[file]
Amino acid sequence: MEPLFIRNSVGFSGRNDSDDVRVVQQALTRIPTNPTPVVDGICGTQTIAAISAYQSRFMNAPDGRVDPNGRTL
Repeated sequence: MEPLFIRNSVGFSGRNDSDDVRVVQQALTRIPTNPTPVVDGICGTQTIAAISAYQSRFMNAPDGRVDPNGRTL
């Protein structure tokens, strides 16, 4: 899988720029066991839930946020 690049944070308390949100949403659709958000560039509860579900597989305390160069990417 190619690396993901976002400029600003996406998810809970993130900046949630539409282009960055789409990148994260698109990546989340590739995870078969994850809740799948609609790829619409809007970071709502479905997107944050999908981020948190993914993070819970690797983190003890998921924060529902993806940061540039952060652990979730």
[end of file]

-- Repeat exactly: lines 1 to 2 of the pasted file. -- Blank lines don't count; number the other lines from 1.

Amino acid sequence: MEPLFIRNSVGFSGRNDSDDVRVVQQALTRIPTNPTPVVDGICGTQTIAAISAYQSRFMNAPDGRVDPNGRTL
Repeated sequence: MEPLFIRNSVGFSGRNDSDDVRVVQQALTRIPTNPTPVVDGICGTQTIAAISAYQSRFMNAPDGRVDPNGRTL